The course will be divided into two parts. Approximately the first half of the course will deal with the financial and risk analyses of projects, while the second half of the course will deal with the economic and social analyses of projects. The first half of the course deals with the construction of cash flow statements emphasizing the importance of analyzing the program from the viewpoints of all stakeholders. In the course, we also analyze the different investment criteria, their usefulness and limitations, as well as provide a framework for the appraisal of integrated projects. Attention is given to the impact of relative inflation rates and changing exchange rates on the viability of projects. The importance of selecting the optimal scale and starting time for a project is also addressed. The course also examines the issue of project risk by using Monte Carlo simulation to determine the distribution for a project’s possible outcomes and the risks associated with these outcomes.
In the second half of the course we deal with the detailed estimation of the economic costs and benefits of both tradable and non-tradable goods and services. While the economic viability of projects will be largely invariant to changes in fiscal regimes, such changes could have significant impacts on the financial riskness and profitability of projects. In this part of the course, the interaction between the economic viability and the financial risk of investment projects will be examined. To determine the social aspects of projects, we need to understand the difference between the financial and economic impacts of these projects. The course will explain the means of estimating the distributional impacts while emphasizing the importance of identifying the beneficiaries of a project and the bearers of the cost. The course will also introduce the basic needs approach to account for the benefits of certain goods or services that society as a whole values more than the consumers of these goods.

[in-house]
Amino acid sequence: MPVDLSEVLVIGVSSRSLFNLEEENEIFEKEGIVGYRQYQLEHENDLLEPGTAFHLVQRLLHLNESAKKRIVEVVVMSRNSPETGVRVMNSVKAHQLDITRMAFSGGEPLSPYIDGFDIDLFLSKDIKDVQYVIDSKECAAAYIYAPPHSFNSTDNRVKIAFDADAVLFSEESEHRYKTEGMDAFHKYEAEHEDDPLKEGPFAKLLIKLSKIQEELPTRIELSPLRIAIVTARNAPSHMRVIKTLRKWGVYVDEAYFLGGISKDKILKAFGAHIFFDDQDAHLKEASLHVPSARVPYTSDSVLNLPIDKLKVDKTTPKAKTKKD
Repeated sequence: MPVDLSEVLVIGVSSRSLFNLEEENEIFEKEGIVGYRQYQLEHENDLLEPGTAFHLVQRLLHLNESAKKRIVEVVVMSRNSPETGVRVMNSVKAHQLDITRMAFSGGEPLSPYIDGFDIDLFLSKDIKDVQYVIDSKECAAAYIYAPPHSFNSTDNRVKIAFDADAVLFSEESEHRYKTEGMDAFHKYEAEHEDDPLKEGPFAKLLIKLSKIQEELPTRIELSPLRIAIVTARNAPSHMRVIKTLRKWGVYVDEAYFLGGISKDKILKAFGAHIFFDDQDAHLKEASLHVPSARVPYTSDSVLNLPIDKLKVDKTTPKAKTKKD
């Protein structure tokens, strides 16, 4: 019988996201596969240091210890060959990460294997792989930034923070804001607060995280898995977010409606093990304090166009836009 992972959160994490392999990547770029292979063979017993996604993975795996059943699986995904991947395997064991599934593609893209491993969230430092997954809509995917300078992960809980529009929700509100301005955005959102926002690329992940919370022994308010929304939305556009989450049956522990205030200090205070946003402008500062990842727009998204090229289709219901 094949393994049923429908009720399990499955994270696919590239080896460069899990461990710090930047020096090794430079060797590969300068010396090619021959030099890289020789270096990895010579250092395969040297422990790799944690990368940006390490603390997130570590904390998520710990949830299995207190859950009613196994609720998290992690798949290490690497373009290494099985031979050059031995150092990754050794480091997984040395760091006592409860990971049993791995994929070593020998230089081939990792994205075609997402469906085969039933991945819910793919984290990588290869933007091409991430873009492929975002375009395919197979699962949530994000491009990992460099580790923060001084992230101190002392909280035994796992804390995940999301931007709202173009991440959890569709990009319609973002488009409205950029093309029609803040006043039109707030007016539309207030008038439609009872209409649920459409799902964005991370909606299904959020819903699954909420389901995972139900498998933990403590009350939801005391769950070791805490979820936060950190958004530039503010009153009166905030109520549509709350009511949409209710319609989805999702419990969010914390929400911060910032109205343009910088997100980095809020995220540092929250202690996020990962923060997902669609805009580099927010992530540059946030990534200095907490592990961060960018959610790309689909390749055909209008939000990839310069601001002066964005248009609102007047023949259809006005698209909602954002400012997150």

Session 1: Introduction to Project Evaluation
Session 2: Introduction to Project Evaluation (Cont)
Session 3: Alternative Investment Criteria
Session 4: Selection of Optimum Investment
Session 5: Cost of Capital
Session 6: Inflation
Session 7: Risk Analysis
Session 8: Risk Analysis (Cont)
Session 9: Overview of Economic Analysis of Non-tradable Goods
Session 10: Overview of Economic Analysis of Non-tradable Goods (Cont)
Session 11: The Economic Cost of Foreign Exchange, The Economic Opportunity Cost of Capital and The Economic Opportunity Cost of Labor
Session 12: Distributive Analysis
Performance will be evaluated on the basis of a midterm exam and a final exam, weighed as follows:
- Midterm exam: 40%
- Final exam: 60%
Manual on Cost-Benefit Analysis of Investment Decisions developed by Glenn Jenkins, Harvard University and Arnold Harberger, University of Chicago, 2002.